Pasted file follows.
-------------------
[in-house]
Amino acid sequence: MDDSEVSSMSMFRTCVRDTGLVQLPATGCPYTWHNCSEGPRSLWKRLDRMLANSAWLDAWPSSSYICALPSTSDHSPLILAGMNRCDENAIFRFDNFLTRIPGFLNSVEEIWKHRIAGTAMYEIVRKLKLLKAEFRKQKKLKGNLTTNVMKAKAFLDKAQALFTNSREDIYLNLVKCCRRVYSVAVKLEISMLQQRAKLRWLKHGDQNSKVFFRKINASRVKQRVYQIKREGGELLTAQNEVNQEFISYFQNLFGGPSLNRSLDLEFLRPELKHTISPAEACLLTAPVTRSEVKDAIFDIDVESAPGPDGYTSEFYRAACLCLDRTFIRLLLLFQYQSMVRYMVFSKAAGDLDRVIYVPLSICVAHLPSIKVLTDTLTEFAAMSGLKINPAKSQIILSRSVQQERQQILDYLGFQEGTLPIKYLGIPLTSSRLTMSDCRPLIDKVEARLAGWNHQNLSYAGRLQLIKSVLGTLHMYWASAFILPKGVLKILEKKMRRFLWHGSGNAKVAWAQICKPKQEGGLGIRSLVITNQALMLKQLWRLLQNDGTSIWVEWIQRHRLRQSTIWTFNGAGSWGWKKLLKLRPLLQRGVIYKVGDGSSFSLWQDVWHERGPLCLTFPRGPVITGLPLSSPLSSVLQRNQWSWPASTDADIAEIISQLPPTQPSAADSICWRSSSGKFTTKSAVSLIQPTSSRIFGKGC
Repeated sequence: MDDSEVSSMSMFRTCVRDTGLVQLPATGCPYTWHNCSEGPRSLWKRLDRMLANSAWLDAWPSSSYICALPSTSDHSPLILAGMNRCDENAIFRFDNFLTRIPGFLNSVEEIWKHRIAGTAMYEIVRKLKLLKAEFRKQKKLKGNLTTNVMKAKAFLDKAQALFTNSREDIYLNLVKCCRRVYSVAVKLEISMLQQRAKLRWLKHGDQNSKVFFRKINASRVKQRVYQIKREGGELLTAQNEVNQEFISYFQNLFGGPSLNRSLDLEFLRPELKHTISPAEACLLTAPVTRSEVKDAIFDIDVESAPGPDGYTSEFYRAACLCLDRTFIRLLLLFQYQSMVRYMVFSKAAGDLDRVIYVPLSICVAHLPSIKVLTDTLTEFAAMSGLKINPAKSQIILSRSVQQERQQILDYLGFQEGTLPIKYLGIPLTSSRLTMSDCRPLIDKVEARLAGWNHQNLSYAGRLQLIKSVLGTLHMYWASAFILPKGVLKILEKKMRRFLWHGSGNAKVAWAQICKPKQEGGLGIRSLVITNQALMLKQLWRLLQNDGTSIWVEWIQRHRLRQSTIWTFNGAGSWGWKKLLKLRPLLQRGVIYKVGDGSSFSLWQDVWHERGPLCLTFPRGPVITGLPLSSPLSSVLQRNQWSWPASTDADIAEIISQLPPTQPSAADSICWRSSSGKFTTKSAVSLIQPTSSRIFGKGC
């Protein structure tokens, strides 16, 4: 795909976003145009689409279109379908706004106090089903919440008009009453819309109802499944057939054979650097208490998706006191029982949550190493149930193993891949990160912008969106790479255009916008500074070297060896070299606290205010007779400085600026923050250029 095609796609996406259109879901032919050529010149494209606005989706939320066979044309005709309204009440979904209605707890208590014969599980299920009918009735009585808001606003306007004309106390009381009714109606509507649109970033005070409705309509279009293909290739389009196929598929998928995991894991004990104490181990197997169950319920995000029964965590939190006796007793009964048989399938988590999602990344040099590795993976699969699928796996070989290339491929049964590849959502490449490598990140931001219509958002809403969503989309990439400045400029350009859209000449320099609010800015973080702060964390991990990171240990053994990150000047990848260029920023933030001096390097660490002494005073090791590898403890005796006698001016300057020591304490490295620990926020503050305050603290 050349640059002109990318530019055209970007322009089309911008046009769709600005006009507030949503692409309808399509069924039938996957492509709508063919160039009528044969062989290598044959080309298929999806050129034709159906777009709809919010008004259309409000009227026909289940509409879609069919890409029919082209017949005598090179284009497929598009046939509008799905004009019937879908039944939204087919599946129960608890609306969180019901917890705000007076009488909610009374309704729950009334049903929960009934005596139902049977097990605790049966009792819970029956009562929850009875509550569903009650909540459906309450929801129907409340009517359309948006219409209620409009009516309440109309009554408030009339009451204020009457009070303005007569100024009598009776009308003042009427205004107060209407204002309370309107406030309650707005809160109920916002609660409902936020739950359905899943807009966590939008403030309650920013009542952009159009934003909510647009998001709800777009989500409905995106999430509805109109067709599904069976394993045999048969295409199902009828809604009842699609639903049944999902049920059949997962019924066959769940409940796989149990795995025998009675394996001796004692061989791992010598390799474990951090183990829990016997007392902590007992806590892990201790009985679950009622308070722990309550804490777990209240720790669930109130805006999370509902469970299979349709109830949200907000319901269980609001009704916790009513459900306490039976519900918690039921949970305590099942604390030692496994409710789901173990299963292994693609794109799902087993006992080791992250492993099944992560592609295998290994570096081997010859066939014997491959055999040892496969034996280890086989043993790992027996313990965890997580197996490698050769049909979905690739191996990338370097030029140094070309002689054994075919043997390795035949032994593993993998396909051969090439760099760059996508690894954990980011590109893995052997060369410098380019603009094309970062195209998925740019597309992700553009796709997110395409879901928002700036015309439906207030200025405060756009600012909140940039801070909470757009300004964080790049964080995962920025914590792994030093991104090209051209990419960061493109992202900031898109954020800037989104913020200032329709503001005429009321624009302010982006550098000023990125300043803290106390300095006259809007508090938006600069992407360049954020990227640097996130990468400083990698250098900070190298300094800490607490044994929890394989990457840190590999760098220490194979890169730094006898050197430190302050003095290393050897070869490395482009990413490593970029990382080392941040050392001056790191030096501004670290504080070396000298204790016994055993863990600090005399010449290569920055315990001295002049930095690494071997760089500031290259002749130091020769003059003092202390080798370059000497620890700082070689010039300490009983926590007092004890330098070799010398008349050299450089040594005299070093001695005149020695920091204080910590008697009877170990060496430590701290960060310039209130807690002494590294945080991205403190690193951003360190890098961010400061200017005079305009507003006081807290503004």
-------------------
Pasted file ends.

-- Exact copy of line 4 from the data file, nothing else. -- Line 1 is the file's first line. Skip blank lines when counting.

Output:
């Protein structure tokens, strides 16, 4: 795909976003145009689409279109379908706004106090089903919440008009009453819309109802499944057939054979650097208490998706006191029982949550190493149930193993891949990160912008969106790479255009916008500074070297060896070299606290205010007779400085600026923050250029 095609796609996406259109879901032919050529010149494209606005989706939320066979044309005709309204009440979904209605707890208590014969599980299920009918009735009585808001606003306007004309106390009381009714109606509507649109970033005070409705309509279009293909290739389009196929598929998928995991894991004990104490181990197997169950319920995000029964965590939190006796007793009964048989399938988590999602990344040099590795993976699969699928796996070989290339491929049964590849959502490449490598990140931001219509958002809403969503989309990439400045400029350009859209000449320099609010800015973080702060964390991990990171240990053994990150000047990848260029920023933030001096390097660490002494005073090791590898403890005796006698001016300057020591304490490295620990926020503050305050603290 050349640059002109990318530019055209970007322009089309911008046009769709600005006009507030949503692409309808399509069924039938996957492509709508063919160039009528044969062989290598044959080309298929999806050129034709159906777009709809919010008004259309409000009227026909289940509409879609069919890409029919082209017949005598090179284009497929598009046939509008799905004009019937879908039944939204087919599946129960608890609306969180019901917890705000007076009488909610009374309704729950009334049903929960009934005596139902049977097990605790049966009792819970029956009562929850009875509550569903009650909540459906309450929801129907409340009517359309948006219409209620409009009516309440109309009554408030009339009451204020009457009070303005007569100024009598009776009308003042009427205004107060209407204002309370309107406030309650707005809160109920916002609660409902936020739950359905899943807009966590939008403030309650920013009542952009159009934003909510647009998001709800777009989500409905995106999430509805109109067709599904069976394993045999048969295409199902009828809604009842699609639903049944999902049920059949997962019924066959769940409940796989149990795995025998009675394996001796004692061989791992010598390799474990951090183990829990016997007392902590007992806590892990201790009985679950009622308070722990309550804490777990209240720790669930109130805006999370509902469970299979349709109830949200907000319901269980609001009704916790009513459900306490039976519900918690039921949970305590099942604390030692496994409710789901173990299963292994693609794109799902087993006992080791992250492993099944992560592609295998290994570096081997010859066939014997491959055999040892496969034996280890086989043993790992027996313990965890997580197996490698050769049909979905690739191996990338370097030029140094070309002689054994075919043997390795035949032994593993993998396909051969090439760099760059996508690894954990980011590109893995052997060369410098380019603009094309970062195209998925740019597309992700553009796709997110395409879901928002700036015309439906207030200025405060756009600012909140940039801070909470757009300004964080790049964080995962920025914590792994030093991104090209051209990419960061493109992202900031898109954020800037989104913020200032329709503001005429009321624009302010982006550098000023990125300043803290106390300095006259809007508090938006600069992407360049954020990227640097996130990468400083990698250098900070190298300094800490607490044994929890394989990457840190590999760098220490194979890169730094006898050197430190302050003095290393050897070869490395482009990413490593970029990382080392941040050392001056790191030096501004670290504080070396000298204790016994055993863990600090005399010449290569920055315990001295002049930095690494071997760089500031290259002749130091020769003059003092202390080798370059000497620890700082070689010039300490009983926590007092004890330098070799010398008349050299450089040594005299070093001695005149020695920091204080910590008697009877170990060496430590701290960060310039209130807690002494590294945080991205403190690193951003360190890098961010400061200017005079305009507003006081807290503004």